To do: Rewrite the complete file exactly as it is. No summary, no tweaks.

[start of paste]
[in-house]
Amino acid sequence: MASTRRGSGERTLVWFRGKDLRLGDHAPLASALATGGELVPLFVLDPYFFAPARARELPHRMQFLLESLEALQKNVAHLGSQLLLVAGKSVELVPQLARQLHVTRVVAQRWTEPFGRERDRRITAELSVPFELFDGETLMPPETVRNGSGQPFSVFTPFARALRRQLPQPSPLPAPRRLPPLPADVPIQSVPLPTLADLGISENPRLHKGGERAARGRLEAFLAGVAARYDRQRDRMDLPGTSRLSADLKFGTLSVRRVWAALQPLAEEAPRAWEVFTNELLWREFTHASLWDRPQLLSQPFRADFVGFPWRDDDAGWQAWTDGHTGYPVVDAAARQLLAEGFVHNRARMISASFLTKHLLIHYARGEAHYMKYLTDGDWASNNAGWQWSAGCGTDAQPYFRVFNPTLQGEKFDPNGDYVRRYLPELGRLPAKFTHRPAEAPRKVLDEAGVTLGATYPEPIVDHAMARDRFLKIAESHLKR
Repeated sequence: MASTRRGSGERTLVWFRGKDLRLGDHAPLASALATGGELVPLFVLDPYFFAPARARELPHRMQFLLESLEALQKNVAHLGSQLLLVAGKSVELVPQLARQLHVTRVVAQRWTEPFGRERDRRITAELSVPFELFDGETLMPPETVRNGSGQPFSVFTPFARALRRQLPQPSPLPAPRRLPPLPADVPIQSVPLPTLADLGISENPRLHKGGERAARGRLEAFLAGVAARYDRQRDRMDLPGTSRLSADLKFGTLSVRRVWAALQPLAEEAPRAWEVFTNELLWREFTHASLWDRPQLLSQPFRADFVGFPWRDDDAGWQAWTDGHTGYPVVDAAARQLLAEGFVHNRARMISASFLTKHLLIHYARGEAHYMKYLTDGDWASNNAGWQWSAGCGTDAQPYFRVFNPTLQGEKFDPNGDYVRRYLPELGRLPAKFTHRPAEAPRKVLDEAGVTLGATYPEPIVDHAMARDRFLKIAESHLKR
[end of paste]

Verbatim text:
[in-house]
Amino acid sequence: MASTRRGSGERTLVWFRGKDLRLGDHAPLASALATGGELVPLFVLDPYFFAPARARELPHRMQFLLESLEALQKNVAHLGSQLLLVAGKSVELVPQLARQLHVTRVVAQRWTEPFGRERDRRITAELSVPFELFDGETLMPPETVRNGSGQPFSVFTPFARALRRQLPQPSPLPAPRRLPPLPADVPIQSVPLPTLADLGISENPRLHKGGERAARGRLEAFLAGVAARYDRQRDRMDLPGTSRLSADLKFGTLSVRRVWAALQPLAEEAPRAWEVFTNELLWREFTHASLWDRPQLLSQPFRADFVGFPWRDDDAGWQAWTDGHTGYPVVDAAARQLLAEGFVHNRARMISASFLTKHLLIHYARGEAHYMKYLTDGDWASNNAGWQWSAGCGTDAQPYFRVFNPTLQGEKFDPNGDYVRRYLPELGRLPAKFTHRPAEAPRKVLDEAGVTLGATYPEPIVDHAMARDRFLKIAESHLKR
Repeated sequence: MASTRRGSGERTLVWFRGKDLRLGDHAPLASALATGGELVPLFVLDPYFFAPARARELPHRMQFLLESLEALQKNVAHLGSQLLLVAGKSVELVPQLARQLHVTRVVAQRWTEPFGRERDRRITAELSVPFELFDGETLMPPETVRNGSGQPFSVFTPFARALRRQLPQPSPLPAPRRLPPLPADVPIQSVPLPTLADLGISENPRLHKGGERAARGRLEAFLAGVAARYDRQRDRMDLPGTSRLSADLKFGTLSVRRVWAALQPLAEEAPRAWEVFTNELLWREFTHASLWDRPQLLSQPFRADFVGFPWRDDDAGWQAWTDGHTGYPVVDAAARQLLAEGFVHNRARMISASFLTKHLLIHYARGEAHYMKYLTDGDWASNNAGWQWSAGCGTDAQPYFRVFNPTLQGEKFDPNGDYVRRYLPELGRLPAKFTHRPAEAPRKVLDEAGVTLGATYPEPIVDHAMARDRFLKIAESHLKR